Looking Within to Find Answers

When experiencing personal struggles and difficulties, it seems logical to search for the support of family and friends. What’s usually received in return is well intentioned advice from loved ones who truly do want to help. Sometimes advice is helpful, however, more often than not it can just end up feeling invalidating - either you’re not feeling heard, or the advice given tends to obscure self-discovery and psychological insight.

Sometimes, other peoples’ advice just doesn’t fit, and you need to reach deeper within yourself to find answers.

What’s right for you and how you can come to trust and appreciate yourself is at the core of the Person-Centered Therapy. The influential psychologist Carl Rogers developed Person-Centered Therapy, finding that people are likely to flourish when their therapist is warm, genuine, and accepting.

Rogers believed that if therapists were empathetic, the people would be free to explore their inner and outer experiences and would come to appreciate themselves thus gaining increased psychological insight, self-esteem, empathy for self and others, reality-testing, and improved decision making. In fact, research has found that Person-Centered Therapy is effective for a wide variety of individuals and difficulties.

The idea of looking into yourself to find answers to your problems seems daunting, and there are certainly factors that can make it even more difficult.  In today’s society, we are constantly bombarded with messages from advertising, media and even our own families and friends telling us how to act, what to buy and what we should be doing.  It’s much more valuable to focus your energy on “What’s right for me, who am I, and where am I going?”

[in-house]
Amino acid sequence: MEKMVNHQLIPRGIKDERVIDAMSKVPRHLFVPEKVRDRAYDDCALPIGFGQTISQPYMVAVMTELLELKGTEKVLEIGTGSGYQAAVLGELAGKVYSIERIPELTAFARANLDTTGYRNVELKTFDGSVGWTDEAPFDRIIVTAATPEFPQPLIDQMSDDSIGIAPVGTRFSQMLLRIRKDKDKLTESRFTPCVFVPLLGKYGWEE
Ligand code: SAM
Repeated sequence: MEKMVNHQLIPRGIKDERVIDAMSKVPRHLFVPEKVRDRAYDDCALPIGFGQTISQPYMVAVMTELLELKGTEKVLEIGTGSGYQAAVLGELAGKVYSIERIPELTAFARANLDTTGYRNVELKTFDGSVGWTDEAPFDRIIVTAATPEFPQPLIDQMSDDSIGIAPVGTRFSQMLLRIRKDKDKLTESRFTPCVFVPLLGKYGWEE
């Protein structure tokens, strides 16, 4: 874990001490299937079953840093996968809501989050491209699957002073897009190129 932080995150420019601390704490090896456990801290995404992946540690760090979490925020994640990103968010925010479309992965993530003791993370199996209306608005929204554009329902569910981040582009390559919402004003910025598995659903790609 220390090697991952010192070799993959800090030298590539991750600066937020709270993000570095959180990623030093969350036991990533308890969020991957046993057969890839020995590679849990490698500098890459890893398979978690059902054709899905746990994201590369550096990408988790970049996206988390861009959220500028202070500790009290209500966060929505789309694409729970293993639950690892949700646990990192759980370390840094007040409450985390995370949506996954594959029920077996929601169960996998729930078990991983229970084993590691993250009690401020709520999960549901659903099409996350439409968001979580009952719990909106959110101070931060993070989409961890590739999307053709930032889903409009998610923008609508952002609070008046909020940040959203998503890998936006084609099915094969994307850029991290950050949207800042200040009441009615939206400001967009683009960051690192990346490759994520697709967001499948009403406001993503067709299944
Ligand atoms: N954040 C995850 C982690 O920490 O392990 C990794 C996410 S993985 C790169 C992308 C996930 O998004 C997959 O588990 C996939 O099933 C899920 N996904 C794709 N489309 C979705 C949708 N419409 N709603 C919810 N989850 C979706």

Self-reflection can be difficult, especially if your inner truth conflicts with what society is bombarding us with. However, with a sense of acceptance, openness, and patience, we can begin to grow towards this beneficial practice.

There are many paths towards insight and self-knowledge such as meditation, journaling, and professional therapy. However each person will need to see what works for them. For me personally, I find meditation and keeping a journal of my personal experience to be revealing and grounding. In my next blog post, I will expand upon these and other practices which can promote psychological insight and wellness throughout one's life.